Scott Hanselman

Hanselminutes Podcast 234 - Getting Things Done with Lane Newsom

October 1, '10 Comments [6] Posted in Podcast | Productivity
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Scott chats with Getting Things Done (GTD) practitioner and MBA student Lane Newsom. How does she apply the principals of GTD in a practical way to her daily life?

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About Scott

Scott Hanselman is a former professor, former Chief Architect in finance, now speaker, consultant, father, diabetic, and Microsoft employee. He is a failed stand-up comic, a cornrower, and a book author.

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Friday, October 01, 2010 10:45:52 PM UTC


Interesting conversation (HanselMinutes Podcast #234). GTD (Getting Things Done) provides a good framework for keeping focused, but there may be times when it is not enough.

One thing I wish you would have discussed more is how to manage ones’ capacity to respond to tasks and requests. Sometimes it's like a fire hose coming in but garden hose going out. Sometimes no /off is not an option. For example starting a busy day with 400-500 emails one may not be able to get to urgent task & balance with existing project tasks. Doesn't matter how well your system is designed it will backup for some periods of time. What are some techniques for copping during times like this?

The podcast (#234) spent a lot of time talking about managing email and tasks. I think part of the problem is as humans we need to manage conversations & workflows. The major issue is our informational knowledge is too tightly coupled to individual technology and related systems. For example how hard would it be to pull tasks, work items, & email for a given project and place them in a single folder? An email conversation is in email client (on server somewhere), tasks are on paper, or PIM (personal info manager), work-items may be in folder, desktop, or the cloud. Too bad we could just have a project folder where we placed links for all the items and when the references went away the content would go away. (day dreaming)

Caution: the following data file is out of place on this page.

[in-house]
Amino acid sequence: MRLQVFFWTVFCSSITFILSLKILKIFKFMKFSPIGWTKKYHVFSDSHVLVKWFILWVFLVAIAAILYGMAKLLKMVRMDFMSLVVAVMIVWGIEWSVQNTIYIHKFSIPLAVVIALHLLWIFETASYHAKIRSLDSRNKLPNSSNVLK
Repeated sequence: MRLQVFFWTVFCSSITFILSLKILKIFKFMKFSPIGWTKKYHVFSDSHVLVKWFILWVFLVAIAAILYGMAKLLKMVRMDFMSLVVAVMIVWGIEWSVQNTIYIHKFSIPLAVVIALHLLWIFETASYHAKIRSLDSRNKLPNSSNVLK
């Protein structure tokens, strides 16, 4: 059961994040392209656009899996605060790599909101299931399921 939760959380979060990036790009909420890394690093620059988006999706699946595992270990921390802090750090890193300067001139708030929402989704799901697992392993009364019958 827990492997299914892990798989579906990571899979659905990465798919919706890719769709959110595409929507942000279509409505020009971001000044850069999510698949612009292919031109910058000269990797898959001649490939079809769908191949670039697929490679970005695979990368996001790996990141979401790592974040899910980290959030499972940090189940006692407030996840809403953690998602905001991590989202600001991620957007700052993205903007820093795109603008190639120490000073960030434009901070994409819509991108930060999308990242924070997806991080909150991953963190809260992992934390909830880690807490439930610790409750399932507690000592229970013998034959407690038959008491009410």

One thing I like about the Personal Kanban system is the use of queues and each queue having a predetermined capacity for tasks in progress. http://personalkanban.com/personal-kanban-101/
Not saying Personal Kanban is the answer, just saying that it has a few properties I feel are useful.

If you revisit the topic in the future, I would be interested in hearing from a few people that have to deal with large volumes of important tasks per day. I think we can all learn a few pointers from how the filter and determine what needs to be done. (Getting the right stuff done)

Thanks for sharing,
--Brian
Monday, October 04, 2010 7:16:36 AM UTC
Hi Scott,

Really interesting episode! I really need to read the GTD book; my inbox has over 4,000 mails :-(

Does the GTD method also explain how to deal with pressure from above? Let me describe a fairly common situation at the company I work.

My boss sends me a mail telling me that customer X has requested a modification to his web app and my boss wants me to send the customer a quotation before the end of tomorrow.

Two hours later, I get another mail from my boss. This time he sends a list of changes for a web app of customer Y and he wants me to look at these changes, explain them to one of my colleages and make sure that the colleage implements these changes correctly and in time.

An hour later I get a mail directly from customer Z telling me they have some kind of problem with their app and they would me to check and fix this asap.